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Christian group persuades cancer charity not to accept donation

Howard Lake | 23 February 2005 | News

Cancer care charity Maggie’s Centres has rejected a donation of £3,000 after pressure group Christian Voice warned them that it would offend and alienate “tens of thousands” of potential clients and Christians.

The money was raised at a charity performance of ‘Jerry Springer – the Opera’ when actors donated their day’s fees to the cancer charity. The charity was planning to accept the donation until it received a phone call from Christian Voice.

Christian Voice’s national director Stephen Green explained his approach on BBC Radio 4’s Today programme this morning. He said that he had called the cancer charity and “explained that they were in grave risk of alienating Christian donors and their staff and cancer patients also by accepting money which had been raised from a performance of filth and blasphemy.”


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He was pleased that the charity had been persuaded to reject the donation. “They made the right decision… to honour the Christian faith,” he said, adding “this charity has shone out as a beacon of excellence.”

Joining Mr Green on the radio interview was actor David Soul who was the lead performer in the show, which closed on 18 February. He explained that he and his fellow actors had made “an act of goodwill to a charity which is doing fine work in the community around the UK.”

He disliked Christian Voice’s tactics with regard to Maggie’s Centres. “What I really resent here is the fact that they would strongarm a charity that is doing this work around the UK”, he said. In particular he objected that the pressure group was “suggesting to them that if they took this tainted money that somehow this could affect their fundraising capabilities in the future.”

Mr Green responded by claiming: “we saved this cancer charity from a public relations disaster.”

He admitted that his group had threatened to demonstrate outside Maggie’s buildings if they went ahead and accepted the donation.
“Absolutely”, he said when asked by the BBC interview. “It would be Christians from all over Scotland and all over London.”

David Soul acknowledged that “Christian Voice have every right in the world to protest”, but that “this is strong-arm mob-type tactics”. He added: “this really is un-Christian”.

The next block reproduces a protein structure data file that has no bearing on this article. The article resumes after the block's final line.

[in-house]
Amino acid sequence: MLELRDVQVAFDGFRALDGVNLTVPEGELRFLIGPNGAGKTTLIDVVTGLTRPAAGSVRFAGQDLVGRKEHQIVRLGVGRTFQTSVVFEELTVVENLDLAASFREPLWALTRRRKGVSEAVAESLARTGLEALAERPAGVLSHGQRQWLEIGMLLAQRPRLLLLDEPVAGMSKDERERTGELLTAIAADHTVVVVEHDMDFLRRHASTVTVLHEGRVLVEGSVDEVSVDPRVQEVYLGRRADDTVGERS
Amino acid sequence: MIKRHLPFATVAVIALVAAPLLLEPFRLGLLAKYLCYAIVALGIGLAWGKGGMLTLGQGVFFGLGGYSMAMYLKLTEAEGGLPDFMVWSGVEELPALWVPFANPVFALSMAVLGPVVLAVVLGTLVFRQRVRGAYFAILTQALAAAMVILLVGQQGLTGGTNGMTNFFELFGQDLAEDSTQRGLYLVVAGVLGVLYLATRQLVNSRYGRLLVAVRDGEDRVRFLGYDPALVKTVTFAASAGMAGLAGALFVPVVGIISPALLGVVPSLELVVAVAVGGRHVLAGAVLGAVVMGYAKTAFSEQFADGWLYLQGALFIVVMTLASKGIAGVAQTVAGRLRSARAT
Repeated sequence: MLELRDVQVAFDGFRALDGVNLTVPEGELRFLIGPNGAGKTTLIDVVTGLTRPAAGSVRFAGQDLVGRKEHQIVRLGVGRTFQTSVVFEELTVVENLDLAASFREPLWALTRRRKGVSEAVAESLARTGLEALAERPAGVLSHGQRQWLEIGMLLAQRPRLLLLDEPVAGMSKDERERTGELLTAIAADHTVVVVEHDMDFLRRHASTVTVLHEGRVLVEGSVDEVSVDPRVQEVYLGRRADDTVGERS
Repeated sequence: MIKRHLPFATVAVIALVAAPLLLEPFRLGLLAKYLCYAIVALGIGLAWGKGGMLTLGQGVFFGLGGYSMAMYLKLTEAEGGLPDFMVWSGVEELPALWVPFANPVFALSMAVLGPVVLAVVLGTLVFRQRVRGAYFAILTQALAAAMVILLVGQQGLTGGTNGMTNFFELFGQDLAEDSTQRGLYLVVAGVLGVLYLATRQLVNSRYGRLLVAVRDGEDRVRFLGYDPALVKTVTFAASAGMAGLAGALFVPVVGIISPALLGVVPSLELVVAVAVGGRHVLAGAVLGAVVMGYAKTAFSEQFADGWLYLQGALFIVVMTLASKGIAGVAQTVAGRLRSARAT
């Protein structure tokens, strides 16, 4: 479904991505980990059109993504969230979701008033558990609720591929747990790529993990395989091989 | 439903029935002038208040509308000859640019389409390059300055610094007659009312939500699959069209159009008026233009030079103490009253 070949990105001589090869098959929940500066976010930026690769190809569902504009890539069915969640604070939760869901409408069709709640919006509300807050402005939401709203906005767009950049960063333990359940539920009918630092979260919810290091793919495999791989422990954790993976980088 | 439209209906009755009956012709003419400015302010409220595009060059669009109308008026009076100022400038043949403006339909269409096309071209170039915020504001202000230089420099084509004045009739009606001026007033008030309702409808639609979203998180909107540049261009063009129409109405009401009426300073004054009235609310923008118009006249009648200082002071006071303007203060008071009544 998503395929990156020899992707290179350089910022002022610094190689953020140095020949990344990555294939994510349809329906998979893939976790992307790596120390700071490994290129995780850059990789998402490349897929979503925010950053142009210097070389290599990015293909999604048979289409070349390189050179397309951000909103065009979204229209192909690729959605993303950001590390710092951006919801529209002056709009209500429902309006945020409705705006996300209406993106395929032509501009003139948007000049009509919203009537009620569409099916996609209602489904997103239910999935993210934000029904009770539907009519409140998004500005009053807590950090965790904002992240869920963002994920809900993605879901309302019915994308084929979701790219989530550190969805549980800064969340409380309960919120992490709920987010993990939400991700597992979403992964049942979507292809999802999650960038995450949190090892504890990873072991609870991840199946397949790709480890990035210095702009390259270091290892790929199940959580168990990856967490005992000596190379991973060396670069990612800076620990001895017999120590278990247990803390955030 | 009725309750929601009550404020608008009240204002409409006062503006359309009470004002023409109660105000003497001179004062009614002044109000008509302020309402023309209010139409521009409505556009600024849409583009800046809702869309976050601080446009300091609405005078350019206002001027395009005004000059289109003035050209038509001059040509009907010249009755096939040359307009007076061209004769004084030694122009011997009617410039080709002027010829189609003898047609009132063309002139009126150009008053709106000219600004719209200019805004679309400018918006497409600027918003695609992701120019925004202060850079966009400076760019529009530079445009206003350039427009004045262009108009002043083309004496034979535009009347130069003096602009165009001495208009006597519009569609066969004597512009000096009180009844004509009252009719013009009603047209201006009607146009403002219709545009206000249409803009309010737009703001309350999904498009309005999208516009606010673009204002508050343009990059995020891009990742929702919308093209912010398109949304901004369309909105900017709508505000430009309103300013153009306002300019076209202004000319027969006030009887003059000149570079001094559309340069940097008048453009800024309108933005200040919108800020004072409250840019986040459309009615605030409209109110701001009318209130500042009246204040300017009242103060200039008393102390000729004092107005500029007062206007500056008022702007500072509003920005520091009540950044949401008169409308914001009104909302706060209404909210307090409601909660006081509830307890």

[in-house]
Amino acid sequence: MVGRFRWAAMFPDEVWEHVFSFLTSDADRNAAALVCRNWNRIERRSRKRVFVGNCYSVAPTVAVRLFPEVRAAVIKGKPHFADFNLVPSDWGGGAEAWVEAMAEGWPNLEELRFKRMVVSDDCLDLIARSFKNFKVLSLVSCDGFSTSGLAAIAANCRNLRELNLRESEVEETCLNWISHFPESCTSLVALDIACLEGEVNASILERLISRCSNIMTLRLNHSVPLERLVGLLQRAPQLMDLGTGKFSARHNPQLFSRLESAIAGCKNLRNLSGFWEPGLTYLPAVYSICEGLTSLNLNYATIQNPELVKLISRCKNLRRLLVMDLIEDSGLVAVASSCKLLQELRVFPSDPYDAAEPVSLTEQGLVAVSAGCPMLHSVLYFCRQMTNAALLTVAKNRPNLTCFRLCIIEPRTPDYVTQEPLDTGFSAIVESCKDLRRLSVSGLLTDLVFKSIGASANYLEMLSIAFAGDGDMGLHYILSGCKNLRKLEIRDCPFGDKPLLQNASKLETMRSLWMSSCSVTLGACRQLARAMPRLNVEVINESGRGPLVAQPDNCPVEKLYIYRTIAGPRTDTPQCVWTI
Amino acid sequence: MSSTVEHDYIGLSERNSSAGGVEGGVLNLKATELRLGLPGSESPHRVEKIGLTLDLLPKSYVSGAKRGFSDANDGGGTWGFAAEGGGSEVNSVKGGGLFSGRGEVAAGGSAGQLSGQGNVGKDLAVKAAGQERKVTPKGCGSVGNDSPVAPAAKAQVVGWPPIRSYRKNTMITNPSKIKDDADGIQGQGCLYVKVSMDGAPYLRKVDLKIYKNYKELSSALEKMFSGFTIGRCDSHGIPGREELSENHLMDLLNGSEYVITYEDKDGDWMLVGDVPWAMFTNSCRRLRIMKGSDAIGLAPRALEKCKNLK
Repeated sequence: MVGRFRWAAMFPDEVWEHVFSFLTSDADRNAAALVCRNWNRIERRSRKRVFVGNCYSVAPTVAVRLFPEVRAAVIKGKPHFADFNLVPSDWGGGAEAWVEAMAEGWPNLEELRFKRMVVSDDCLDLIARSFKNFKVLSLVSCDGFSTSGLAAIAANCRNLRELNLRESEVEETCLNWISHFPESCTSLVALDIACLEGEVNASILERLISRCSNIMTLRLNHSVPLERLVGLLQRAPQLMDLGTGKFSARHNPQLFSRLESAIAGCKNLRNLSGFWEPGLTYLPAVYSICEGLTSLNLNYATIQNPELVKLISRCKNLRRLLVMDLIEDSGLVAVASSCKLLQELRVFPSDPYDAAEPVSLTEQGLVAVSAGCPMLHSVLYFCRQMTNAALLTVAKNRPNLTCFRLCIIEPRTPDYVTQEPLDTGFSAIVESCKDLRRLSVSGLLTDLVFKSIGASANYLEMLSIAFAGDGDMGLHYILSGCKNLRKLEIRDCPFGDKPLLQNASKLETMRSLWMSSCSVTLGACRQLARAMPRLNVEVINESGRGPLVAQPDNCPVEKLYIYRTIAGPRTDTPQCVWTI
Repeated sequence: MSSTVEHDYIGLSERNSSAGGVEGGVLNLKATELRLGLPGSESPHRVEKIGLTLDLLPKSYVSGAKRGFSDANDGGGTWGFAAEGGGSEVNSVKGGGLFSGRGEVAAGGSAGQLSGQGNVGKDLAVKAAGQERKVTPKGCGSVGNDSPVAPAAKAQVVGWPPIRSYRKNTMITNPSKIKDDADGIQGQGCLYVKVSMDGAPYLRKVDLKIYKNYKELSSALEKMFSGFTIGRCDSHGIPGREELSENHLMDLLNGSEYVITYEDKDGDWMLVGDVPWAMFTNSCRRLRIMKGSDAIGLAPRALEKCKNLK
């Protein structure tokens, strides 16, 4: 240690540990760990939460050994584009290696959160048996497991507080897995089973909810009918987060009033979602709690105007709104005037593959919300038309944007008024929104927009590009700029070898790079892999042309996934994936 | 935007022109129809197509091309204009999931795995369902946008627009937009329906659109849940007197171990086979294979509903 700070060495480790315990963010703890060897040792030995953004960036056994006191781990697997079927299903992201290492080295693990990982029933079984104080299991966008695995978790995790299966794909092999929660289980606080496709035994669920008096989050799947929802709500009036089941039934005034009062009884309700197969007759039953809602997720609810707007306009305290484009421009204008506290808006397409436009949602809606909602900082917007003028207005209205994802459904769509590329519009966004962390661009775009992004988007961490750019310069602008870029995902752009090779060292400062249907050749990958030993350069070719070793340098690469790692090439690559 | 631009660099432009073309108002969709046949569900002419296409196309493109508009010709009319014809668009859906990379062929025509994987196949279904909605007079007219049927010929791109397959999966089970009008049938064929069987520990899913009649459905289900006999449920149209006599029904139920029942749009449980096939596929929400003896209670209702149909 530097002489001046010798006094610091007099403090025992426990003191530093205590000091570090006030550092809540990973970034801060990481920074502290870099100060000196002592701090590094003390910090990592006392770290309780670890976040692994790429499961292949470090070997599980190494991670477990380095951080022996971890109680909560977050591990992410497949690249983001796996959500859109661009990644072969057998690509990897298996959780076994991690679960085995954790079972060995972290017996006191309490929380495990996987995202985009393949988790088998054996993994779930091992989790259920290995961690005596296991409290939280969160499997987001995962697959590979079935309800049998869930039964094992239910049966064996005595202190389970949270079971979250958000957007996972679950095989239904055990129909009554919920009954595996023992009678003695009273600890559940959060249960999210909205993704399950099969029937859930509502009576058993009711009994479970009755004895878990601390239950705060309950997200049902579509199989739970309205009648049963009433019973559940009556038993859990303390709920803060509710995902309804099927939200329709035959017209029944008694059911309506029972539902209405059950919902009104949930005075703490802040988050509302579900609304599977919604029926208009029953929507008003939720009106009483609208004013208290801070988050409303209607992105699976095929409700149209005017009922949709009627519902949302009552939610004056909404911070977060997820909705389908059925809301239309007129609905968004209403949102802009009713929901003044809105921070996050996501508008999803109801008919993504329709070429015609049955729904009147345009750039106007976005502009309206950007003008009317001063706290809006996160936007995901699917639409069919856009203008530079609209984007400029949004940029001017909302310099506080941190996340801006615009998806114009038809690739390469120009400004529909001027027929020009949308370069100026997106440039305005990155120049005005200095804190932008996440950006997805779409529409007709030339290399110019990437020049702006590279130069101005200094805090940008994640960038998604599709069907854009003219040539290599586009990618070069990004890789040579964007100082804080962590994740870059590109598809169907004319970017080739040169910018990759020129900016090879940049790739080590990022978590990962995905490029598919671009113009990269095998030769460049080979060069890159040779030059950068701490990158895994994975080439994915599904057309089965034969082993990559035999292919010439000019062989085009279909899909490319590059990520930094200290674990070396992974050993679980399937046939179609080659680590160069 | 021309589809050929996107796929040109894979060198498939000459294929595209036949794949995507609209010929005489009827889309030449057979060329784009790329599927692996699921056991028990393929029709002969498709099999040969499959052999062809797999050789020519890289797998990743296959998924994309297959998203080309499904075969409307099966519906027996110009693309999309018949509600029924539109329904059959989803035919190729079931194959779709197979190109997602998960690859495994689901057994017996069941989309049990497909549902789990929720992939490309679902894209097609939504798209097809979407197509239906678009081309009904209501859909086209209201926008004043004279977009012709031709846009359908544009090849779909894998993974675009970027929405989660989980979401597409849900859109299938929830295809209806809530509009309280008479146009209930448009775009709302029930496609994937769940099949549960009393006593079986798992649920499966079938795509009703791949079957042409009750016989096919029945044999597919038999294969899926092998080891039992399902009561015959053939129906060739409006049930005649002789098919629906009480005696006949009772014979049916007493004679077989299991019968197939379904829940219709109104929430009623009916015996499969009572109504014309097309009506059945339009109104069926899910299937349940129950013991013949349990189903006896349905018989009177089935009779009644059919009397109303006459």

Maggie’s Centres told the BBC: “we consulted internally and decided we would not accept the proceeds. Maggie’s exists to help people with cancer, their families, friends and carers, and to risk causing offence to anyone seemed unnecessary.”

Mr Green explained that the source of the donation did matter. “Raising money is a problem and Christian givers are known as amongst the most generous. And for this charity to have taken the 3000 quid, they would have lost an enormous amount of goodwill, in the fact that they would alienate Christian givers, Christian staff and a whole load of cancer patients who draw a great deal of comfort from their Christian faith.”

He did not respond to David Soul’s question: “what about those people who are not Christian?”

Before the interview ended the BBC interviewer said that they had received an email from an un-named cancer specialist and Chrsitian who asked: “what sort of
Chrsitian would blackmail a cancer charity?”

Mr Green replied: “we haven’t blackmailed them… If they accepted the money they would alienate supporters. I wish them a great deal of good.”

“It’s actually warning people of the consequences of their action and that must be a matter of Christian witness, that’s what we’re commanded to do.”

Rebecca Rendle, fundraising director for Maggie’s Centres, told Third Sector magazine: “we recognise that Christian Voice used this to publicise their activities. However, everything has to be guided by the people we provide a service to.”

You can listen again to the interview for the next 18 hours or so at the BBC.

There is no mention of the rejected donation on Maggie’s Centres website, although Christian Voice have published a news release heralding their good work for the charity’s PR. But there is a link on the Maggie’s Centres site to their online donation page which, given they are £3,000 short, seems a more appropriate link to include here than a link to Christian Voice.